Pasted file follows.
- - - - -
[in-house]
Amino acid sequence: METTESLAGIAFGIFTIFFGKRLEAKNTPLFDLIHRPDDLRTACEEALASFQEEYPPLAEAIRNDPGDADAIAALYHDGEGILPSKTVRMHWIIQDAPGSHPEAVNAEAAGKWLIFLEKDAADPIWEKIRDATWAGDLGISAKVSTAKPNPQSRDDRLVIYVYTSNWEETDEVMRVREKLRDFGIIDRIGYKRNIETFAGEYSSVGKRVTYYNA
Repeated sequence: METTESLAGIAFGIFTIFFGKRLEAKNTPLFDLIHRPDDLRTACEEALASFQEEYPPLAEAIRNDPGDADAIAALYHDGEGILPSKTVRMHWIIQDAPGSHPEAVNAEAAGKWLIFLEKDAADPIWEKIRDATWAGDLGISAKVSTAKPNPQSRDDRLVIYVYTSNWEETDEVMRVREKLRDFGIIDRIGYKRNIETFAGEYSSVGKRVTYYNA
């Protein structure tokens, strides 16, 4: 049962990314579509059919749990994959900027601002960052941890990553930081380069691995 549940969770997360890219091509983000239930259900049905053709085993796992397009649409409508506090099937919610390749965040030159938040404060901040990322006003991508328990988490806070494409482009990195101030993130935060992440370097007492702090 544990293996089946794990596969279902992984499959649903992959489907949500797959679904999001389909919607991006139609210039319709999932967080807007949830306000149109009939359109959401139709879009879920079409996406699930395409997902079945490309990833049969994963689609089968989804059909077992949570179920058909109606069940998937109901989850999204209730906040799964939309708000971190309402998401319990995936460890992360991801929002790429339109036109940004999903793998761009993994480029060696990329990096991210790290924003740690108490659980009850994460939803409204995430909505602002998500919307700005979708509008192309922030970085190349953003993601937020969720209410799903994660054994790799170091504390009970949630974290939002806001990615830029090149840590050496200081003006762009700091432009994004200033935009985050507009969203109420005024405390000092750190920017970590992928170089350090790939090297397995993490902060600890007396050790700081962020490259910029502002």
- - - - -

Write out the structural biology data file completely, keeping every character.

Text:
[in-house]
Amino acid sequence: METTESLAGIAFGIFTIFFGKRLEAKNTPLFDLIHRPDDLRTACEEALASFQEEYPPLAEAIRNDPGDADAIAALYHDGEGILPSKTVRMHWIIQDAPGSHPEAVNAEAAGKWLIFLEKDAADPIWEKIRDATWAGDLGISAKVSTAKPNPQSRDDRLVIYVYTSNWEETDEVMRVREKLRDFGIIDRIGYKRNIETFAGEYSSVGKRVTYYNA
Repeated sequence: METTESLAGIAFGIFTIFFGKRLEAKNTPLFDLIHRPDDLRTACEEALASFQEEYPPLAEAIRNDPGDADAIAALYHDGEGILPSKTVRMHWIIQDAPGSHPEAVNAEAAGKWLIFLEKDAADPIWEKIRDATWAGDLGISAKVSTAKPNPQSRDDRLVIYVYTSNWEETDEVMRVREKLRDFGIIDRIGYKRNIETFAGEYSSVGKRVTYYNA
């Protein structure tokens, strides 16, 4: 049962990314579509059919749990994959900027601002960052941890990553930081380069691995 549940969770997360890219091509983000239930259900049905053709085993796992397009649409409508506090099937919610390749965040030159938040404060901040990322006003991508328990988490806070494409482009990195101030993130935060992440370097007492702090 544990293996089946794990596969279902992984499959649903992959489907949500797959679904999001389909919607991006139609210039319709999932967080807007949830306000149109009939359109959401139709879009879920079409996406699930395409997902079945490309990833049969994963689609089968989804059909077992949570179920058909109606069940998937109901989850999204209730906040799964939309708000971190309402998401319990995936460890992360991801929002790429339109036109940004999903793998761009993994480029060696990329990096991210790290924003740690108490659980009850994460939803409204995430909505602002998500919307700005979708509008192309922030970085190349953003993601937020969720209410799903994660054994790799170091504390009970949630974290939002806001990615830029090149840590050496200081003006762009700091432009994004200033935009985050507009969203109420005024405390000092750190920017970590992928170089350090790939090297397995993490902060600890007396050790700081962020490259910029502002």